According to the publication Le Matin Dimanche, the football-themed NFT website, Sorare, has been banned in Switzerland.

Here is an excerpt from Rebecca Garcia’s article investigating the recent official forbiddance of the game in Switzerland.

“Buying virtual player cards or footballers with the purpose of creating a customized team: is this a game, or simple speculation? Swiss authorities have leaned towards the latter and have taken the decision to ban Sorare.

The ideas behind fantasy football and Sorare are simple enough. Users are encouraged to purchase cards of football players. If they perform well in real life they accumulate points. You can also attempt to buy the card at a smaller price in the hope that its value will skyrocket in the future and that you can sell it for a profit.

“The users are delighted to try and double their bet in 24 hours. But, they might invest 20 francs and spend a whole day researching this so that they can win 20 more times,” says one blockchain expert. Therefore, there can be a lot of effort involved for not much.

Banned in Switzerland, and soon elsewhere?

Although the platform views itself primarily as being focused on football fans, l’Autorite Internationale de surveillance des jeux d’argent (Gespa) has banned Sorare. The officials have decided that the game encourages financial speculation for which they do not own a valid authorization. This is vital to be able to function legally in Switzerland.

Gespa simply motivated their decision by stating that games of chance, or gambling are prohibited in Switzerland, and therefore Sorare is banned.

One of the market’s leaders, FootballCoin, a similar fantasy football game estimate that over 70% of its users join their game because of an interest in sports. The other 30% are, however, interested in the blockcain technology. Do you absolutely need to know football to be able to play? “No, but it helps,” the game’s representatives state.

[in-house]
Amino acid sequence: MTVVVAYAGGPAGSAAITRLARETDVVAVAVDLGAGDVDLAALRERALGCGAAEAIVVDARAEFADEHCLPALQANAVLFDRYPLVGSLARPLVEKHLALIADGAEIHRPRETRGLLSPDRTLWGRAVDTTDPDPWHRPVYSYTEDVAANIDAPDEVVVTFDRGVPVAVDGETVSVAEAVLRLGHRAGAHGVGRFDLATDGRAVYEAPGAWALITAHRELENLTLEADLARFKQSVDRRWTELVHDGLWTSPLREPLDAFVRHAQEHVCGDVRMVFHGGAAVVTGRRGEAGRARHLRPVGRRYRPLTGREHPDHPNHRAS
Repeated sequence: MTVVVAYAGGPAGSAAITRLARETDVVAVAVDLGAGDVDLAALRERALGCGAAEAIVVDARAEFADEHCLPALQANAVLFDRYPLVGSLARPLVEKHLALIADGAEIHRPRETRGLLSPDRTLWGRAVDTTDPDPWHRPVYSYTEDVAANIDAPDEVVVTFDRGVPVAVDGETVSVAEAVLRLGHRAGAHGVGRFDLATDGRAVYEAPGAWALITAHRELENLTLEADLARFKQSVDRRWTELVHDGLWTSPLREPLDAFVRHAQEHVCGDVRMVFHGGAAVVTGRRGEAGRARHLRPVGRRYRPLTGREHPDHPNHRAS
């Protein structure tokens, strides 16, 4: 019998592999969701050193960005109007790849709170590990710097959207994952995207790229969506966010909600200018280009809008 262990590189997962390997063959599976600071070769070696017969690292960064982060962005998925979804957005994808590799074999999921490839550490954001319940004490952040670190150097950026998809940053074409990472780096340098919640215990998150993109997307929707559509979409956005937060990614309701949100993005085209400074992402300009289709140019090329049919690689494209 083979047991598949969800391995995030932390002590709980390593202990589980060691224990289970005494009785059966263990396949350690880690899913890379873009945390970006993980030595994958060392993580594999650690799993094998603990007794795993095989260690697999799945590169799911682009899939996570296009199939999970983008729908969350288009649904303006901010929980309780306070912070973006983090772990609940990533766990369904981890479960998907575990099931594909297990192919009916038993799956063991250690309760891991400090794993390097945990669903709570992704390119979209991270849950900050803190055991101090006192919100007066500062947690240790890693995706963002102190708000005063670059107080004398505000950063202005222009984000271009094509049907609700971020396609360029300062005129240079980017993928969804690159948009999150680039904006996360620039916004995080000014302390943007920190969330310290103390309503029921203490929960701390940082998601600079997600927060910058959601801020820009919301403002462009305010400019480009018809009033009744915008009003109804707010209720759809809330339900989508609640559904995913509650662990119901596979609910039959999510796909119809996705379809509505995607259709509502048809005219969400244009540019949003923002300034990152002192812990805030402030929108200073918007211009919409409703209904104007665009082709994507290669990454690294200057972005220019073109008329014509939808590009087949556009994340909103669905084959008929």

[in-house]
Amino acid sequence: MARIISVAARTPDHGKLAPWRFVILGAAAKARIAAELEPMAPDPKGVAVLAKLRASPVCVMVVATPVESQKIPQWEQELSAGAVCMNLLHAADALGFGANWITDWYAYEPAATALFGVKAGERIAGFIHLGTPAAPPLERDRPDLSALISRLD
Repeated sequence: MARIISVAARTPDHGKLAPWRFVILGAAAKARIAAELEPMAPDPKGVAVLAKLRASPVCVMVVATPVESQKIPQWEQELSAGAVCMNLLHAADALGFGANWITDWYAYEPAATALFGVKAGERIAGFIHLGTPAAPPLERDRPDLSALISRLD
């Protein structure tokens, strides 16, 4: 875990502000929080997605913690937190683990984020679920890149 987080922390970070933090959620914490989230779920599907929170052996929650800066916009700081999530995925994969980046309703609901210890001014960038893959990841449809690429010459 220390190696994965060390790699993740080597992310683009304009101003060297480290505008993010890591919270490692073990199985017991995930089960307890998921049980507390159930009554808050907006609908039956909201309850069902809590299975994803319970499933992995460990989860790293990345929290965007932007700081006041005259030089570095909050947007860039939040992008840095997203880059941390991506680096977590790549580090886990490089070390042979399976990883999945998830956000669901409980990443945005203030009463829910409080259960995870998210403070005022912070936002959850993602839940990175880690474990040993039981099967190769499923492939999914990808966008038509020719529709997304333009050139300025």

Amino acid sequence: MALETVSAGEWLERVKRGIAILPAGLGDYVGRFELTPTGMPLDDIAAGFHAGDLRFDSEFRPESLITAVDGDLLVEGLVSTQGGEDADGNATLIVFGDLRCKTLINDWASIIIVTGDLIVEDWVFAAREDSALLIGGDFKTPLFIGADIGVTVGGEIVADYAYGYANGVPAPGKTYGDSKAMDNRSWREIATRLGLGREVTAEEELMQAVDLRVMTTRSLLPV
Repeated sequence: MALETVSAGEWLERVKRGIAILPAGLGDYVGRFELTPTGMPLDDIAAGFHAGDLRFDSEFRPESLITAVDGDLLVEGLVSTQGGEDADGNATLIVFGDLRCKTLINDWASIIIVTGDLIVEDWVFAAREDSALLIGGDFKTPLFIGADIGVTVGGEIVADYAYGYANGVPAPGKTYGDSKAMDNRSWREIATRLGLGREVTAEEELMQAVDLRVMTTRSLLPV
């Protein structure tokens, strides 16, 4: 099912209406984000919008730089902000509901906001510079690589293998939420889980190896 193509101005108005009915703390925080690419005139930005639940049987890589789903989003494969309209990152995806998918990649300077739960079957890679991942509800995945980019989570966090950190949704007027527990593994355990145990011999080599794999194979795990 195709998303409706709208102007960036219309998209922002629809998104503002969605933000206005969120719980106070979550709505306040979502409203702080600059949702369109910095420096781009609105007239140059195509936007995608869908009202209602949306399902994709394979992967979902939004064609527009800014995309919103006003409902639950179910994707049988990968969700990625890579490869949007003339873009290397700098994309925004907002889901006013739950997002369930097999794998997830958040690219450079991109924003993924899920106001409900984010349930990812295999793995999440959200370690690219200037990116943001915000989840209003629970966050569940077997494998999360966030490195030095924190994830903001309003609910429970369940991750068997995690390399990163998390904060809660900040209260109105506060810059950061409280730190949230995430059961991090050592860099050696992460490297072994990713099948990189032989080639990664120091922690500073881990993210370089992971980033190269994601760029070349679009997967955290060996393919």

Thousands of speculative users play Sorare every month looking to buy more cards. “I’ve made 50.000 to 200.000 dollars a week on Blackpool”, says Max M, one of the managers in this DAO (Decentralised Autonomous Organisation) launched in Sorare.

Here it’s not a matter of playing the game well, but making the right financial decisions. “I can redeem my cards and grow my collection.” This user owns a large number of unique cards. Even if a user has the exact same selection in the game, they might be at a disadvantage because of the rarity of the cards.

The unique card of Kylian Mbappe has sold for 54.147,97 Euro. “I was offered five to ten times the price I paid to buy the card, but I wasn’t interested.” And, the card could grow in value from one week to another while new cards are released all the time. A win-win.

Collect them all!

The people that bet on Sorare might take an interest in the football matches so that they can know the performances of the players. In the search for good tips, they may scour the internet to find good statistical data and info that will help them in retrieving the golden nuggets. Among the clubs that sign and register their players, there are those that want their slice of the pie.

“The most important is for it to be an official platform, otherwise it will disappear,” says Crystal Ohad, head of Real Manager. It’s important to consider the long-term perspective when it comes to investing in developing a collection of cards. The official ban of Sorare in Switzerland could end up being a big break on their activities.”

It is important to note that games such as FootballCoin continue to function openly on a global scale, with the game using strictly a fantasy football system that involves, exclusively, the use of skill, unlike Sorare where teams are composed of 5 players a side and the rarity of the cards determines the outcome.